Jessica: Staying genuine, being honest and being true to myself. In tech, there are a lot of buzzwords, so it’s important to meet my clients where they are. If they only want a website or social media management, I give them what they want. It’s more important to establish a long-term relationship and become a trusted business partner.
What advice do you have for other female tech entrepreneurs?
Aleksandra: Don’t be afraid of what others think. You only have one brain, so use the other brains around you – but have the wisdom to know what advice to filter out and what to keep.
- The Agreement that you make with yourself (a contract to define expectations and hold yourself accountable) is one of the most important things you will do. Sign it.
- Understand and live by energy (quantum manifestation, law of attraction, 55×5 method).
- Join and build networks with people in real or virtual life, not just on social media. Telling your story and building relationships is just as important as your pitch.
- Build your arsenal and understand how and when to leverage it effectively.
- Always remember the first rule about Fight Club, the Trilogy of the Godfather and the metaphors from the Lion King.
Melissa: I’m lucky in that I’m customer #1 and really know my customer because it’s me. It wasn’t until I went through the process of defining my value proposition that I began to understand you can never know everything about your customers’ wants and needs from your product. Keep talking to potential customers about your product and you will discover new designs and new ways to use it.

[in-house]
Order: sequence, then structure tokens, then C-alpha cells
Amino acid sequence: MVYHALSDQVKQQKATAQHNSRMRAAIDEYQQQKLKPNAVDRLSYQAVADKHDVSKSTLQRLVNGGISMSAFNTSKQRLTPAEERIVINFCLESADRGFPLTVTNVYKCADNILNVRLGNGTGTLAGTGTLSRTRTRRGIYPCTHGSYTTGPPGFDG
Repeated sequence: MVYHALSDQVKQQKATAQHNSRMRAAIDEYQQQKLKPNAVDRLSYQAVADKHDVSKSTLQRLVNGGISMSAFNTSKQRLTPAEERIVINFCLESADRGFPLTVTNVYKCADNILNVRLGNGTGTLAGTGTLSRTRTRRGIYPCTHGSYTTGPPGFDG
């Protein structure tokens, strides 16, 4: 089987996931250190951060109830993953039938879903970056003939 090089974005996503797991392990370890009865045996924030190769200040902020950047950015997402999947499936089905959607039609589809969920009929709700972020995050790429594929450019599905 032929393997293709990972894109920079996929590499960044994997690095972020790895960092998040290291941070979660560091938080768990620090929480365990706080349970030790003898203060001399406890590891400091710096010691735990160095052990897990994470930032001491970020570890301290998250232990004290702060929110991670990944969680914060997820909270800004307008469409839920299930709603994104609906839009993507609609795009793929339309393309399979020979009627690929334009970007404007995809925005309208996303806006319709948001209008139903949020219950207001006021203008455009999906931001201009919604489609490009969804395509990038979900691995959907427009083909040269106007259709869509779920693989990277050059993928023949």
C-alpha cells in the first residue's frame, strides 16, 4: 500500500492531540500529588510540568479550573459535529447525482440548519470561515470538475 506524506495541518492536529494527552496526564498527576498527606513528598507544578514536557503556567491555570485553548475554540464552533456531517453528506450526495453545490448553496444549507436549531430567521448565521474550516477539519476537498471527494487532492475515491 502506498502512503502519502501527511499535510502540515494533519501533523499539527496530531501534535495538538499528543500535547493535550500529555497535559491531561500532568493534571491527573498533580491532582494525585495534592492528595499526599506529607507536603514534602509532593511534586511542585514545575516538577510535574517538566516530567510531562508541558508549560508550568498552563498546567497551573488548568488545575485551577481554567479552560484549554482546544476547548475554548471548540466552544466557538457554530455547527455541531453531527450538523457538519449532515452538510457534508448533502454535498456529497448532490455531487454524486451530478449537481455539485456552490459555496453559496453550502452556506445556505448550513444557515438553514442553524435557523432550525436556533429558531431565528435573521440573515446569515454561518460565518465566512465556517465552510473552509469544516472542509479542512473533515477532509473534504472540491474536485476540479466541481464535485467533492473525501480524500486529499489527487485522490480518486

Chelsea: Don’t give up on yourself. Seek out good mentors. Bounce has a lot of great resources and you can get back a lot more than what you put in to be a member. It’s well worth it. Ask for help when you need it and take advantage of all the northeast Ohio resources that are available.
Jessica: Always be genuine and don’t overpromise. Stick to your strengths and rely on others for what you can’t do. It’s also important to create space for yourself. I keep consistent hours, Monday-Friday, 8 a.m. to 5 p.m., but need me time on the weekends. That’s probably the most corporate thing about me.
Bounce Innovation Hub offers a wealth of resources for tech entrepreneurs, including our signature Incubator program for those developing a proprietary technology product or service, and the Software Accelerator for startups that are developing a software solution. Support ranges from access to experienced business advisors/mentors, potential customers and investors to office and co-working space.
About the author:
Jill Wodtley, APR, is a freelance writer and owner of Fine Point Public Relations and Advertising. An accredited member of the Public Relations Society of America, she develops and implements marketing communications, public relations and advertising initiatives for a variety of clients, ranging from health care and social service agencies to industrial/manufacturing firms.